Sick Leave Laws To Consider
Sometimes flu can sweep through an office, decimating a company. Or maybe it's just a range of illnesses. Whatever your situation, you need a sick leave policy. But it must be in compliance with a range of federal, state and even local rules. Here's a list of specific locations with sick leave regulations — particularly those that have paid sick leave rules. Note that this list is not comprehensive and can change frequently, so be sure to check for your location.
States with paid sick leave laws:
- Rhode Island
- New Jersey
Cities with paid sick leave laws:
- San Francisco
- New York City
- Los Angeles
- Washington, D.C.
- San Diego
Other localities with paid sick leave laws:
- Long Beach, California
- St. Paul, Minnesota
- Tacoma, Washington
- Spokane, Washington
- Berkeley, California
- Westchester County, New York
- Oakland, California
- Montgomery County, Maryland
- Emeryville, California
- Santa Monica, California
Basically, state and local laws generally specify which employees are eligible for paid sick leave, the accrual rate for paid sick leave and the circumstances under which paid sick leave can be taken — such as for the employee's own illness or to care for a sick family member.
There's growing momentum for paid sick leave laws at the state and local level. So, even if your employees aren't currently covered under state or local law, keep an eye out in case that changes.
The Family and Medical Leave Act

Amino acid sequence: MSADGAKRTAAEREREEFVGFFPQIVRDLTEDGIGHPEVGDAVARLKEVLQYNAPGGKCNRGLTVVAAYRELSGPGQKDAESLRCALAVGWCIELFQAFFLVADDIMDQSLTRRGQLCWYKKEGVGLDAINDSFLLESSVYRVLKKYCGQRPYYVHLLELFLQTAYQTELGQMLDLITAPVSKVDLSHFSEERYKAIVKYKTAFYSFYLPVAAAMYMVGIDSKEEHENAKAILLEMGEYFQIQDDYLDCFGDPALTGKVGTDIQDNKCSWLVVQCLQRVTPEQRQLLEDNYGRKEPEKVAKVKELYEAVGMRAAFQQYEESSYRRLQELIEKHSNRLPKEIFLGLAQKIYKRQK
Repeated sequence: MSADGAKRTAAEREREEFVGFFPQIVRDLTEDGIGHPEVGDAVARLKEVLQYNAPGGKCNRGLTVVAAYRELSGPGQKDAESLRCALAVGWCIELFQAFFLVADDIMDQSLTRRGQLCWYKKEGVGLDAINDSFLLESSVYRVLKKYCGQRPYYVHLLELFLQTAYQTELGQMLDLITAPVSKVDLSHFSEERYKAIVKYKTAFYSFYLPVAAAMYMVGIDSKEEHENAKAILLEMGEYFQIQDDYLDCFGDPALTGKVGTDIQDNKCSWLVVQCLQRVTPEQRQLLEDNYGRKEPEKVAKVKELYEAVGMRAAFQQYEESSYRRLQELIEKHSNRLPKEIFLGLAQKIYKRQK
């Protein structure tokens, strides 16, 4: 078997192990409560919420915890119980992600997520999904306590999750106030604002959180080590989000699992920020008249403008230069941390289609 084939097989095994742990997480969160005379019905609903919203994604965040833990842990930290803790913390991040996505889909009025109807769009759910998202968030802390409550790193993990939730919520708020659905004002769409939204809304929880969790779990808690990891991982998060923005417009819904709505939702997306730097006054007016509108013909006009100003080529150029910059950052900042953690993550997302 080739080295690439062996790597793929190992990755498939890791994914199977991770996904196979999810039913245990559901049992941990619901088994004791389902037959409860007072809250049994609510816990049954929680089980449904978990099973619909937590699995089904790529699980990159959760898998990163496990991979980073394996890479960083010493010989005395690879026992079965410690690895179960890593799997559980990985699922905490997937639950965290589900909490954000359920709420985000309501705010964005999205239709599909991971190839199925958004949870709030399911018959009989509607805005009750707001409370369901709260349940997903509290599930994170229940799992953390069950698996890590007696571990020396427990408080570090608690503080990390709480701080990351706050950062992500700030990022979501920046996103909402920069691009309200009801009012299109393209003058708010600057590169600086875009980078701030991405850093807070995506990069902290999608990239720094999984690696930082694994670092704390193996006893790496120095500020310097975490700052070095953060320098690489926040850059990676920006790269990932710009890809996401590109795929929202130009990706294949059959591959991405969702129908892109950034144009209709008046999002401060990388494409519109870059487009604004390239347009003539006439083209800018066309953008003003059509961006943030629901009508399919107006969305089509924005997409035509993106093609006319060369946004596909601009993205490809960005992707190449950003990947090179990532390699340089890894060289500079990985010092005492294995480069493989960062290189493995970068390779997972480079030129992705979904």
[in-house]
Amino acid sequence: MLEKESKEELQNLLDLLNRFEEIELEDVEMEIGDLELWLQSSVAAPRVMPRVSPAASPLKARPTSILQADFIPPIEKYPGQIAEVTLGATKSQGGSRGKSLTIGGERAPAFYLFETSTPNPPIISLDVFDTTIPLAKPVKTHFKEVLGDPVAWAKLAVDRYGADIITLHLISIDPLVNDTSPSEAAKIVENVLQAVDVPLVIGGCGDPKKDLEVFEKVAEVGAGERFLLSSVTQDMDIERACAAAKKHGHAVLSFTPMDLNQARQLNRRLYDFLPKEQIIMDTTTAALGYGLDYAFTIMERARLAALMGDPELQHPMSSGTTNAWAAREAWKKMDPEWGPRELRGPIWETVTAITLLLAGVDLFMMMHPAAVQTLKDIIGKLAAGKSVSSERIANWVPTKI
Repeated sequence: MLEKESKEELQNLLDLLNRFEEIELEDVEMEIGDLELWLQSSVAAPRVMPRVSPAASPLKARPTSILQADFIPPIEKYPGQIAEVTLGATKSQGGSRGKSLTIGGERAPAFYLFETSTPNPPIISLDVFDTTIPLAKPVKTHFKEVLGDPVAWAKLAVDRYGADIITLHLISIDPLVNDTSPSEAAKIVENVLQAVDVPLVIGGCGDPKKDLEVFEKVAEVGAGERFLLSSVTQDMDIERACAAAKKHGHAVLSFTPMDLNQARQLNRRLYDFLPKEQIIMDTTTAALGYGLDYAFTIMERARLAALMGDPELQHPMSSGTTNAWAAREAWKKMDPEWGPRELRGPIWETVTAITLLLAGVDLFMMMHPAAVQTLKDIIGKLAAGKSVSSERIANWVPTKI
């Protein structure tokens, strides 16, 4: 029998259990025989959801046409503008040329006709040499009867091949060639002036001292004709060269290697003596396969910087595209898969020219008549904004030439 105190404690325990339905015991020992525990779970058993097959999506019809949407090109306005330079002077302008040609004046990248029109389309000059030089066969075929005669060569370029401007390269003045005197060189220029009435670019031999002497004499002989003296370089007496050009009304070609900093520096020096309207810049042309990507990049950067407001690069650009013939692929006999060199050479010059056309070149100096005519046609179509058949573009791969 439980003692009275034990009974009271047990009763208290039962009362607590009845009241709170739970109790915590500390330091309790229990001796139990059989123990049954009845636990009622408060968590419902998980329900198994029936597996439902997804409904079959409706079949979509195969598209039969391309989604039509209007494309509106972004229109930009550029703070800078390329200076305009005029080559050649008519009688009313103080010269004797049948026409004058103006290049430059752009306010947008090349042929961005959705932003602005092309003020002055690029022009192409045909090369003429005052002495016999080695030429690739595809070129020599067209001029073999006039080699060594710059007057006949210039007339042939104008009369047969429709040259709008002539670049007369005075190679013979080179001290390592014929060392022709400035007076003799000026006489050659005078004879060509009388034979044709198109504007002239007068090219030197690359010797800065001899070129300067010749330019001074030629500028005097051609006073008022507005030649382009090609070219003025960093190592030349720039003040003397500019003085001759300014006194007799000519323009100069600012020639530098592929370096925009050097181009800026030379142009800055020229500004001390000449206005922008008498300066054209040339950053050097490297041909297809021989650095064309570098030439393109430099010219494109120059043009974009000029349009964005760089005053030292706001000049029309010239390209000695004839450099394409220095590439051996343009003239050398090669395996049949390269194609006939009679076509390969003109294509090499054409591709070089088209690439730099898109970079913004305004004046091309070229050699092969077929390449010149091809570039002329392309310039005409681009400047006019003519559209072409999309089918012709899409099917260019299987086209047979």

There are federal rules as well. The FMLA provides 12 weeks of unpaid, job-protected leave to eligible employees who have serious health conditions or need to care for a child, spouse or parent with a serious health condition.
The flu, for example, may qualify as a serious health condition if it lasts more than three consecutive days and the affected employee received treatment from a health care provider. Moreover, eligible employees may be able to take FMLA leave to care for a family member suffering from the flu if the situation qualifies as a serious health condition.
The Americans with Disabilities Act
Employment law experts widely agree that a relatively brief illness, like a cold or the flu, isn't likely a covered disability under the ADA because it usually doesn't last long enough to substantially limit major life activities. However, it is possible for severe cases of the flu and similar illnesses to be considered a disability as defined by the ADA. An employment attorney can help with this.
Lastly, do not forget about the Occupational Safety and Health Act's basic rule that employees have a right to a safe and healthful workplace. In fact, OSHA's website shows you how to protect your employees during flu season.